Marin Sun Farms cooking to entice locals

The curing room at Marin Sun Farms’s butcher shop is cool and precisely 60 percent humid. Pancetta, hanging on one side, is preserved about two and a half months, while soppressata links, hanging on the other side, require roughly a month. Dangling nearby are the less commonly known lonza, bresola...

Fukushima is here, but harmless, experts say

On a recent Saturday morning, nearly 500 people sprawled out on towels and tarps on Ocean Beach in San Francisco. As a helicopter flew overhead, they first remained motionless, then took to their feet and started waving their hands wildly in the air. From ground level, the crowd didn’t look...

Seats uncontested in Tomales

Two incumbents are campaigning to serve for a short, two-year post on the Tomales Village Community Service District board. Eric Knudsen is running against Sue Sims for the seat to which Ms. Sims was appointed to fill a vacancy. Mr. Knudsen, a chemist, reached the end of his four-year term,...

Drakes requests en banc hearing

In a vigorously worded request for a hearing before a larger panel of the Ninth Circuit Court, Drakes Bay Oyster Company lawyers this week wrote that the park service has a “vendetta” against the business and used arguments made in a September dissent when a smaller panel ruled in favor...

Bond would improve Lagunitas

Lagunitas School District is asking voters to approve $5 million in bonds to bring aging classrooms and facilities up to 21st-century standards for the 300 students in kindergarten through grade eight on the district’s two adjoining campuses. The money will be used to modernize classrooms, build ramps to bring the...

Bolinas parcel tax on ballot again

Bolinas residents are being asked to vote on a parcel tax for the maintenance and operation of Mesa Park, after a similar measure failed to garner enough votes last year. The park, the older and larger of the town’s two parks, sits adjacent to the Bolinas Firehouse and Clinic. Its...

Oyster supporters plagued by vandalism

Early this month, half a dozen people stood outside a defunct factory, painting their biggest project yet: a 13-foot by 6.5-foot mural of the now-ubiquitous sign supporting Drakes Bay Oyster Farm. Sweating in the heat, the group of painters dipped their brushes in blue and white as they transformed a wall at the old Rich’s Readimix Quarry building on Point Reyes-Petaluma Road into a watery scene of gentle waves and sunshine. Drivers waved and honked their horns as they passed. The painters had no idea how the finished product was going to look, so as soon as they finished, they ran up the road to admire their accomplishment. Last Saturday morning, the project was gone, destroyed by a vandal during the night. The wall had been splashed with gray paint, leaving only a hint of an orange sun visible. “A cloudy, sad day in Point Reyes,” the painters said...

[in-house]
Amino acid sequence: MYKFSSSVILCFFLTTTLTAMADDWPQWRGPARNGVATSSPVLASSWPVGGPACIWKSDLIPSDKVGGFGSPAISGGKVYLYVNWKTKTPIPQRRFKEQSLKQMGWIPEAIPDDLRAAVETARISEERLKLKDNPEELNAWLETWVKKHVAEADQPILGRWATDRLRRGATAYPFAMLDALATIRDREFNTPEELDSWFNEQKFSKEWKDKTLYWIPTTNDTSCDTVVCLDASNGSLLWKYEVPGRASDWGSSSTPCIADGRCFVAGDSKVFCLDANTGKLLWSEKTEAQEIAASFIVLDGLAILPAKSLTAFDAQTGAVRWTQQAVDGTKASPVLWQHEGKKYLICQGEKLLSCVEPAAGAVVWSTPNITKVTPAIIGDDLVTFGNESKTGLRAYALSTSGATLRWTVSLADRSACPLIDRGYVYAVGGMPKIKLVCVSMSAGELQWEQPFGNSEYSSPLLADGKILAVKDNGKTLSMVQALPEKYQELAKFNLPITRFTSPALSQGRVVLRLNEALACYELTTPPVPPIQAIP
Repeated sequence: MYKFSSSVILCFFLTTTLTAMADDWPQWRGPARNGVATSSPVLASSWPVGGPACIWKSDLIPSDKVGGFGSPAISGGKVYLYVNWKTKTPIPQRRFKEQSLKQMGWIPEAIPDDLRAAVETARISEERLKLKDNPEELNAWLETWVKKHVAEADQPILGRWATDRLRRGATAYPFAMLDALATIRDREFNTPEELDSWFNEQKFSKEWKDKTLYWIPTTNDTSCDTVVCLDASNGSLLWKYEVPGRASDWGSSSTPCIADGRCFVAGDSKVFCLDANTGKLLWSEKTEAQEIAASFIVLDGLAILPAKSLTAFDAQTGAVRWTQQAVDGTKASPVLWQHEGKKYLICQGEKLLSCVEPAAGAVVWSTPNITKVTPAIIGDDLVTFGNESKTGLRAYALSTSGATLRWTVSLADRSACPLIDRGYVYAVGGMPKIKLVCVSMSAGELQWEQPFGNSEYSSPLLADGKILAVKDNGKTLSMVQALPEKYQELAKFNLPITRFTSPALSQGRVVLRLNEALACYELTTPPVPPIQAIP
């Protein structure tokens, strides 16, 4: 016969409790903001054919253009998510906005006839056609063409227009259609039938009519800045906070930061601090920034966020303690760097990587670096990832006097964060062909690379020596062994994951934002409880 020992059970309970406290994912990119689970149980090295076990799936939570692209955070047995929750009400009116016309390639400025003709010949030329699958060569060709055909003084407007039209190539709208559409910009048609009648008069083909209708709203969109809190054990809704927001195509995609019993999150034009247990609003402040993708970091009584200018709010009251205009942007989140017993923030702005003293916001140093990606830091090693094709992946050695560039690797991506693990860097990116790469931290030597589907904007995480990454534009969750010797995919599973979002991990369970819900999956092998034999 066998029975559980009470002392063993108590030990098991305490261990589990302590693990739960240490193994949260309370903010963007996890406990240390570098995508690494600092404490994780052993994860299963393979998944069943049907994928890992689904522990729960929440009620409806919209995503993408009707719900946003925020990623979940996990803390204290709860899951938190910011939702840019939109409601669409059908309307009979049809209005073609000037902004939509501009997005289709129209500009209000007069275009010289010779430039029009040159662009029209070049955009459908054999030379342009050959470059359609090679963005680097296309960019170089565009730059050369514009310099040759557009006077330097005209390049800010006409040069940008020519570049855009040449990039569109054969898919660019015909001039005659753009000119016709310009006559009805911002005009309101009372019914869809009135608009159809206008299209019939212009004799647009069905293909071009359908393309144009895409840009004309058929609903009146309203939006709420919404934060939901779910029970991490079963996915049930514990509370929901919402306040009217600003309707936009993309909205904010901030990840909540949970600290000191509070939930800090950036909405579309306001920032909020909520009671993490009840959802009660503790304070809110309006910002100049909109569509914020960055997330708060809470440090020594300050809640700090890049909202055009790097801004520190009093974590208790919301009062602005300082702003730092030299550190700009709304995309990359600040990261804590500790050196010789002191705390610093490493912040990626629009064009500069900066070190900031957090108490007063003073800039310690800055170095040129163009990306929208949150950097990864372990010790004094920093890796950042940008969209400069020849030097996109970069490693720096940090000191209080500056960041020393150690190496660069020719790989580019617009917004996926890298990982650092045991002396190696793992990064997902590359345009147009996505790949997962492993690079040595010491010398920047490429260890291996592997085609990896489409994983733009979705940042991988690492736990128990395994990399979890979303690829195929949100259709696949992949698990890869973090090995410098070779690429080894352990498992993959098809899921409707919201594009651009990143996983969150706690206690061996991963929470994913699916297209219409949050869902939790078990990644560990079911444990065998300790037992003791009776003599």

First young coho in Walker Creek since 2008

At least one effort to restore the salmon population in West Marin is proceeding swimmingly, according to researchers with Marin Municipal Water District, who announced the sighting of 71 juvenile coho salmon in Walker Creek, a tributary to Tomales Bay, this month. It was the first sighting in the creek...

Ranchers in crisis over 
tule elk

Ranchers and officials in Point Reyes National Seashore are at loggerheads over the growing presence of free-ranging tule elk, which ranchers say are costing them tens of thousands of dollars in damages annually and threatening their very survival. The National Park Service says it doesn’t have a valid management plan to address the encroachment of elk into the pastoral zone, and that it is gathering data and applying for funding to write a new plan. But a letter sent last month by the Point Reyes Seashore Ranchers Association to Superintendent Cicely Muldoon was urgent: “Despite the Seashore’s promises of commitment continually made to the [seashore] ranching community that their sustainability is ensured, the current problems created by the elk guarantee an end to agriculture in the park.” The ranchers call for the immediate relocation of elk to the...

Why the music stopped at the Blackbird

The cessation of live music at the coffee shop in downtown Inverness has generated both disappointment and a variety of rumors. The truth is those evening events, which came to the attention of the county Community Development Agency after another agency became concerned about stress to the septic system, were not authorized under the Blackbird’s use permit. In 2010, a year before they opened the café, then co-owners Jude Robinson and Carol Whitnah decided not to obtain a new use permit, which is a lengthy and expensive process. Instead, they sought an exemption to the original use permit for the space, which used to house a gift shop. The exemption was granted, and...


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